Eden Benchmarks
Exploring the cultural landscape in East Cumbria
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A remote and Tranquil Valley (Instalment 3)

“He’d a French cocked hat on his forehead, a bunch of lace at his chin,
A coat of the claret velvet, and breeches of brown doeskin:
They fitted with never a wrinkle; his boots were up to the thigh!
And he rode with a jewelled twinkle,
                        His pistol butts a-twinkle,
His rapier hilt a-twinkle, under the jewelled sky”.

                                                                                                Alfred Noyes

The Highway was once the only way through the valley and an important trading route for hundreds of years.  It was almost certainly frequented by highway robbers and legend has it that during a violent storm, which had destroyed the bridge across Hell Gill, the infamous highwayman Dick Turpin escaped the clutches of pursuing policemen by leaping across the gorge on his horse, Black Bess.

The legend might have some basis in fact, although it is more likely to have been a local highwayman called Ned Ward, who was active in the 18th century, rather than Dick Turpin.  Ned was a native of the dale who, with his accomplice Broderick, apparently confined his criminal endeavours to robbing wealthy off-comers and leaving local inhabitants well alone.   This approach, perhaps an interesting example of early hill farm diversification in the absence of agricultural subsidies, gave the villains some protection from the law but eventually, one stormy night, the police arrived with warrants for their arrest.  Having successfully apprehended Broderick, they failed to catch Ned who broke through the thatched roof of his cottage and galloped off on one of the constables’ horses.  He may or may not have jumped over the bridgeless gorge but he did escape and, according to accounts at the time, eventually settled in the Newcastle area to become a coal miner. I don’t suppose he ever “rode with a jewelled twinkle” but I like to think he might have kept a twinkle in his eye.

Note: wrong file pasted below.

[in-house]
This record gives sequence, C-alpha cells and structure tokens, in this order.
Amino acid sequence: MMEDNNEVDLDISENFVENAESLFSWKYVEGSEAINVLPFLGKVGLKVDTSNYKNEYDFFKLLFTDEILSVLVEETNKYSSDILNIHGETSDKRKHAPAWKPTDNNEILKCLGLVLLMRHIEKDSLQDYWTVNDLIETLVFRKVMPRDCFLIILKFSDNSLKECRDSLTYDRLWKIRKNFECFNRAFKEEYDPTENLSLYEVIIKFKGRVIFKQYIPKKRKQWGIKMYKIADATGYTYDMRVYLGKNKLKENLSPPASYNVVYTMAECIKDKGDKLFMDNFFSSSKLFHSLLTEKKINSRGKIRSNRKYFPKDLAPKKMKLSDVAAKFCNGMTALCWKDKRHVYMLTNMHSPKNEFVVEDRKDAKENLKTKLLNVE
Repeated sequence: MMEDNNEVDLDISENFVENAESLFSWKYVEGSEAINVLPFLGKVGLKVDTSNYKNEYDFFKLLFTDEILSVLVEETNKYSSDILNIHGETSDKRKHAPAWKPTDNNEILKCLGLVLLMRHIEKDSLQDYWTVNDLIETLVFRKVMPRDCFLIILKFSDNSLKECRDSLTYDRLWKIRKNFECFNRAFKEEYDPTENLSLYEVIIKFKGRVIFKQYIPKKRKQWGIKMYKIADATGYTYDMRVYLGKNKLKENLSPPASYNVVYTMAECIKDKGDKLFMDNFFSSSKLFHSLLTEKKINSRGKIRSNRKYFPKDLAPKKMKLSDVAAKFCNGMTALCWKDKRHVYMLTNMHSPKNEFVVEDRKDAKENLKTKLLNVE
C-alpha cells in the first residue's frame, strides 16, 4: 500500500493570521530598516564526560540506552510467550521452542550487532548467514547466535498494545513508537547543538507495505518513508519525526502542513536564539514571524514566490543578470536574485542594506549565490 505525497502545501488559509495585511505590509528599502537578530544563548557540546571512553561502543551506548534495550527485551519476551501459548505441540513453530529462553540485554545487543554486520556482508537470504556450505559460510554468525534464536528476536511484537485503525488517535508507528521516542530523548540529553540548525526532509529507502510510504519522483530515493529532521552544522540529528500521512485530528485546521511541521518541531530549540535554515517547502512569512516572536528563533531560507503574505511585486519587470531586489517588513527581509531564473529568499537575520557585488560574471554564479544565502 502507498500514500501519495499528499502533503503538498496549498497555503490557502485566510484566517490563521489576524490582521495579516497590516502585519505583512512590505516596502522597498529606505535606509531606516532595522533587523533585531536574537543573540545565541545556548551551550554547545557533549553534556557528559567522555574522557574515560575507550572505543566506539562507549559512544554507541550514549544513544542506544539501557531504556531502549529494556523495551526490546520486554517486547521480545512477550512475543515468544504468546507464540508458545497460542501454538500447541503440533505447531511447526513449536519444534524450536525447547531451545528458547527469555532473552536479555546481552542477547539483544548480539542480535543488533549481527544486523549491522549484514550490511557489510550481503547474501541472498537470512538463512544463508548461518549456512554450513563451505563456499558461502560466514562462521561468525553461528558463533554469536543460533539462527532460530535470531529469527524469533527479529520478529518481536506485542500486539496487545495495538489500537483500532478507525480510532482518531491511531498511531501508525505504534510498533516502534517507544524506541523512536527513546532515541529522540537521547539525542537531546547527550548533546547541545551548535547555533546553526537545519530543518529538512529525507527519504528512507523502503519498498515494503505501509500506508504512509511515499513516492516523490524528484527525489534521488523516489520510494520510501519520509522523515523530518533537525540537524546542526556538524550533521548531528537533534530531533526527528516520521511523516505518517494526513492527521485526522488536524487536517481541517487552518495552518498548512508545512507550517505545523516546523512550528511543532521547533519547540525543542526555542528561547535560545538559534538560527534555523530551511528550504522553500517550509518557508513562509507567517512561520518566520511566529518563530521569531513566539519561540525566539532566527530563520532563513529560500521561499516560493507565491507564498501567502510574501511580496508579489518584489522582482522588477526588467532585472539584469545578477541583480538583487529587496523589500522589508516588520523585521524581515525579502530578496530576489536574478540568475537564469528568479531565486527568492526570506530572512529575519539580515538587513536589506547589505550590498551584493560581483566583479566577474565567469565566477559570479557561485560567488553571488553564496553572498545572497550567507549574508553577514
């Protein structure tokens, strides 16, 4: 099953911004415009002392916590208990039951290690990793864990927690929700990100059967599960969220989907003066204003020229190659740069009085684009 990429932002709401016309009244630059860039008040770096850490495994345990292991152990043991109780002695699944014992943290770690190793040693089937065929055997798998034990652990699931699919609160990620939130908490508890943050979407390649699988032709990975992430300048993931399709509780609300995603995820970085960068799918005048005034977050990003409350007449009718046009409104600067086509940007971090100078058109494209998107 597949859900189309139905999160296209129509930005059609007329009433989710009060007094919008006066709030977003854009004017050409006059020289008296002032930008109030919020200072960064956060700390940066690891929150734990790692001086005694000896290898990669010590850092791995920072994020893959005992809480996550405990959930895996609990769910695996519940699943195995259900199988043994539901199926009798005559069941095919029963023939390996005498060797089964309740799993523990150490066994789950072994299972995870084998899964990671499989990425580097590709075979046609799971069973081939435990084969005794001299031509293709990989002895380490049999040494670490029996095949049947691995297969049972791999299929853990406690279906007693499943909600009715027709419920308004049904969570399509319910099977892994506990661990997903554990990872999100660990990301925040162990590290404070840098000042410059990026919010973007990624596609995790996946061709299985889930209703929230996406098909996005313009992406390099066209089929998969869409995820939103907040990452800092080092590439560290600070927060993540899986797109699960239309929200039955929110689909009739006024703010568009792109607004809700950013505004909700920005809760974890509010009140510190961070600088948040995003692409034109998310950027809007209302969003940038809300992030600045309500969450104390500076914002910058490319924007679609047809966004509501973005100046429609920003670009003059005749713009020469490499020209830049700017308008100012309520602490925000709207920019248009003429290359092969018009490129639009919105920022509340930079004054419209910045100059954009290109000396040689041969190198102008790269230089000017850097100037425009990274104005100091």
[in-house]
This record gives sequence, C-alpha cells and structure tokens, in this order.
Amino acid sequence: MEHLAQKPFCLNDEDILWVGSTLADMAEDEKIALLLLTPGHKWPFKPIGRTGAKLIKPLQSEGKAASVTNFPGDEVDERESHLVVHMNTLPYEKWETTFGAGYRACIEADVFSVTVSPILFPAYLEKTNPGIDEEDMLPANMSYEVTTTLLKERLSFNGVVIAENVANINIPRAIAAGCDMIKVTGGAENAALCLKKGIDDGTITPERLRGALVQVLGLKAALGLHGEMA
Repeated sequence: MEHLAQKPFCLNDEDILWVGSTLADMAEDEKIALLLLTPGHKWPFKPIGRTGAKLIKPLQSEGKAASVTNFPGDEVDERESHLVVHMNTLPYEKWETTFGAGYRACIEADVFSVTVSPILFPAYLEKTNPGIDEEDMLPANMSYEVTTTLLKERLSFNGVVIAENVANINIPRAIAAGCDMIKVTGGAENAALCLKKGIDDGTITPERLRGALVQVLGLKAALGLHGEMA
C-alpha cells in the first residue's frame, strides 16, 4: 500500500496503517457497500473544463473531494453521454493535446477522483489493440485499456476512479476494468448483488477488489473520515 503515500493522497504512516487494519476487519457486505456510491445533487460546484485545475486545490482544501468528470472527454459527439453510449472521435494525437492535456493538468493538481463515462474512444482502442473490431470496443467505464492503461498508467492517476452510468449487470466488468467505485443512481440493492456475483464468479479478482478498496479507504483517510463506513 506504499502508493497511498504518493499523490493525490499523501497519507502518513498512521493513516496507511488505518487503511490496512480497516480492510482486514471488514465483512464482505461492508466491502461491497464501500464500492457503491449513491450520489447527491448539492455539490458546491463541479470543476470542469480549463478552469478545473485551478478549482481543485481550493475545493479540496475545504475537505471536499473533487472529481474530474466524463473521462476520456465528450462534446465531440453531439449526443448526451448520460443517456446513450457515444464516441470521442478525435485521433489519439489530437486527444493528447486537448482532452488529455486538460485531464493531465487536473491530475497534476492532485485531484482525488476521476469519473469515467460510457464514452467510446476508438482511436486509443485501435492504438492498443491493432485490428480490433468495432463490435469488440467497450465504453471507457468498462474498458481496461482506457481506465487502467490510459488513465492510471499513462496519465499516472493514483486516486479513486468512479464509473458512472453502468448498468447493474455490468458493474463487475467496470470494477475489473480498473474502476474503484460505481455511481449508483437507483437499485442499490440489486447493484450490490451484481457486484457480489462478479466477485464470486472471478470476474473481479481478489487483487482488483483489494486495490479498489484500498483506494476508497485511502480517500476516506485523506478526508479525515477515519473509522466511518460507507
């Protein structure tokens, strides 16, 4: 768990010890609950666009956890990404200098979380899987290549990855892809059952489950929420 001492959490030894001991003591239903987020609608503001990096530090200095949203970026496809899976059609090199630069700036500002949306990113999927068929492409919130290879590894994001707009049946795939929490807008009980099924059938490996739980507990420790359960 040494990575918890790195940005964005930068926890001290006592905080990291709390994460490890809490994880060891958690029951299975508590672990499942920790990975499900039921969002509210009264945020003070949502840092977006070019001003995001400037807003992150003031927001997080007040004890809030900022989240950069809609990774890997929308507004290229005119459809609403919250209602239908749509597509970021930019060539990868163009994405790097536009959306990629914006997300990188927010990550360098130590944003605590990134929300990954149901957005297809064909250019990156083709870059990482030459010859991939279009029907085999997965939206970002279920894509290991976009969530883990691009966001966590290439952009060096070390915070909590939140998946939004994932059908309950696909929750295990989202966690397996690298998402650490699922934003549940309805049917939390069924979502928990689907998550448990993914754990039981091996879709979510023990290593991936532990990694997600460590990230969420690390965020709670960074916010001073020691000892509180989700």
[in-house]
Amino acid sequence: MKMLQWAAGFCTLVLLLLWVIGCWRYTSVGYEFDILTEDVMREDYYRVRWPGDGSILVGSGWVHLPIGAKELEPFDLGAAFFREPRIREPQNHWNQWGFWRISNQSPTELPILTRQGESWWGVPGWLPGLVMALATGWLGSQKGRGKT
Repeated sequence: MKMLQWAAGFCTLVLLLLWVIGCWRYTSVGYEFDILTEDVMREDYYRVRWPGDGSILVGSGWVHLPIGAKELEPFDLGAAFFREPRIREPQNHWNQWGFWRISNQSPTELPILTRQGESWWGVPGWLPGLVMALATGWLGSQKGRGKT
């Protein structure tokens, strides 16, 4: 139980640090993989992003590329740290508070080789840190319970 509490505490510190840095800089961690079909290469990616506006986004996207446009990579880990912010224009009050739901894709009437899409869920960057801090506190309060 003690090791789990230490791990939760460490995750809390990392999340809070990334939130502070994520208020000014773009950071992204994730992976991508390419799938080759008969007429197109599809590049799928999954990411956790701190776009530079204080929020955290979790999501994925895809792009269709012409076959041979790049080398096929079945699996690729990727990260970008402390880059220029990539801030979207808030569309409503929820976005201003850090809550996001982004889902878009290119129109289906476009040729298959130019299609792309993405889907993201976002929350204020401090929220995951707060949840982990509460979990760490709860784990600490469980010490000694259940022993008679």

From Hell Gill Bridge, or Devils Bridge as it is sometimes known, the beck meanders through several fields and then, close to where it turns north at the bottom of the valley, pours over a steep cliff in a waterfall called Hell Gill Force.   Depending on how much rain there has been the waterfall varies in size from a timorous trickle to a demonic deluge.  I am always amazed at how quickly rivers rise after a day or two of heavy rain.

The ground along the horizon on the opposite side of the valley, known as The Nab, just left of Wild Boar Fell’s pointed summit, bristles with a row of tall thin cairns like teeth in a crocodile’s jaw.  Wild Boar Fell was presumably a good place to find wild boar before they became extinct in this country.  Sir Richard Musgrave, a 15th century knight who lived in Kirkby Stephen, reputedly killed the last one.  As if to prove this, a boar’s tusk was found, years ago, in his tomb in Kirkby Stephen’s church.  Perhaps the cairns were put up by him, like notches on a trophy hunter’s gun, to keep a tally of all the wild boars he’d previously slaughtered.

Lady Anne’s Highway crosses rougher ground going south to Cotter Riggs, where it joins what is now the A64 to Hawes but I was heading north along a flat section of the track which runs parallel with the infant, northbound River Eden in the valley below.  The wide straight path here has the feel of a classic green road; the grass grows in thin soil over flat slabs of limestone pavement and is kept cropped, like a bowling green, by the incessant nibbling of Swaledale sheep.

Lady Anne Clifford travelled regularly along this route on arduous journeys between her castle at Skipton and the four castles she owned in Westmorland.  It was obviously very different in her day.  Sitting precariously in a horse litter, rather like a sedan chair supported by long poles slung between two horses at the front and rear, she was always accompanied by a veritable army of noisy companions and servants on horseback and in numerous creaking carriages with a cart, pulled by oxen, carrying her large, heavy bed.  The road would have been much more rutted and slippery with mud, making progress agonisingly slow for such a bizarrely attired procession in all their pretentious cavalier splendour.

Passenger trains along the Settle/Carlisle railway, on the opposite side of the valley, now provide a more comfortable way to travel but when the line was being constructed from 1869 to 1875, between Dent and Kirkby Stephen, a work force of six thousand navvies suffered appalling hardship and deprivation.  It’s difficult to imagine the sprawling shanty towns, built to accommodate the workers and their families, and the devastating impact they had on the local farming community in what had previously been, and is now again, such a remote and tranquil valley.